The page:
When discussing jobs at a stop in Kentucky, Hillary said that her husband would be an asset in the jobs department, and that he should come out of retirement:
“I’ve told my husband he’s got to come out of retirement and be in charge of this, because you know, he’s got more ideas a minute than anybody I know,” she said, smiling.
“Gotta put people back to work and make it happen. So we’re going to give it all we’ve got absolute full-in 100 percent effort because I worry we won’t recognize our country if we don’t do this.”
Clinton has been under increased scrutiny after boasting in a CNN Town Hall: “We’re going to put a lot of coal companies and coal miners out of business.”
Despite the next statement, where she said the United States should “make it clear that we don’t want to forget those people,” Clinton has received increased backlash from the coal mining areas of Ohio and West Virginia.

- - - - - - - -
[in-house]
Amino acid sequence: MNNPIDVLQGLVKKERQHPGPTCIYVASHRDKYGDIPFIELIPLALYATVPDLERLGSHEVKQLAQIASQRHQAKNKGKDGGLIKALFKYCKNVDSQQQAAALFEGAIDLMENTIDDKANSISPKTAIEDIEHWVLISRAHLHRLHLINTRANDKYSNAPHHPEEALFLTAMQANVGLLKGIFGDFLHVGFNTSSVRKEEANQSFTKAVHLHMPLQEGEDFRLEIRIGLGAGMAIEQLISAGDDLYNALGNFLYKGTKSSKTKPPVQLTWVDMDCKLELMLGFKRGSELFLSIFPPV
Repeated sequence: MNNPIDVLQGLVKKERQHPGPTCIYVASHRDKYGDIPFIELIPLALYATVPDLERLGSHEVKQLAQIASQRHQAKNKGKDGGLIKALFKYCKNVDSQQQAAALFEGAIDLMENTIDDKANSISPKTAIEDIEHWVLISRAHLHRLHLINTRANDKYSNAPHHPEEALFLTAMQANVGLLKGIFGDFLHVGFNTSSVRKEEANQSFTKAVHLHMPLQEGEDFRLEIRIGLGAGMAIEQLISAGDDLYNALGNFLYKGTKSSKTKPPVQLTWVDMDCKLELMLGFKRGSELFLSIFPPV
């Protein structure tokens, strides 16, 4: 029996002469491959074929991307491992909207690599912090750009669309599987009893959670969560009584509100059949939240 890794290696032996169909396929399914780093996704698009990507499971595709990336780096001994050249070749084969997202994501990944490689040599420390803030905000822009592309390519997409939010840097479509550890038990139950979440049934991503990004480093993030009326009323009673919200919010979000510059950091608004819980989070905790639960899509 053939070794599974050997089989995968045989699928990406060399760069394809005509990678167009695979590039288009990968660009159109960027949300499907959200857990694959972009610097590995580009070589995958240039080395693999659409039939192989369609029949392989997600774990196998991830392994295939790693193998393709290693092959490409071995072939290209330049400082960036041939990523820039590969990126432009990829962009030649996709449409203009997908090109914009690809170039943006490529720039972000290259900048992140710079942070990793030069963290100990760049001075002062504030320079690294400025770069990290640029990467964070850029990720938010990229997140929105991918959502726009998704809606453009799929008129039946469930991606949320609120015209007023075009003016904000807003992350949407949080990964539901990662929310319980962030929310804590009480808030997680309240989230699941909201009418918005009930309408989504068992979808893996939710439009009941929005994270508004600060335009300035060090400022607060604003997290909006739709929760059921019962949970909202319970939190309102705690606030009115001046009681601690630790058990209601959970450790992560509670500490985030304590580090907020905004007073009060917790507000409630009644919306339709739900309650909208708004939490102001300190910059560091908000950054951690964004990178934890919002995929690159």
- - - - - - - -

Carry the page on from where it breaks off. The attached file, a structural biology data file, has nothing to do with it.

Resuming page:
As a result, the Clintons have gone on a tour of coal country ahead of the Indiana primary on May 3. Bill was confronted by protesters unhappy with the comment in West Virginia.
During the campaign stop in Ashland, Kentucky, Hillary talked to a crowd at a restaurant with members of union, imploring her desire for the Republicans in the state to stop their unionization efforts:
“I know how disappointed people are in government and politics,” Clinton said. “I know, people think, OK you come and you talk to us, you ask for our votes, and what do you do? You never produce. So I’m going to tell you what I’m going to do so you can hold me accountable.”
She continued, saying “it’s not rhetoric way up here and then nothing happens” that will bring about a positive difference, instead suggesting that it would be helpful for partnerships and shared ideas. For Hillary, that includes her husband.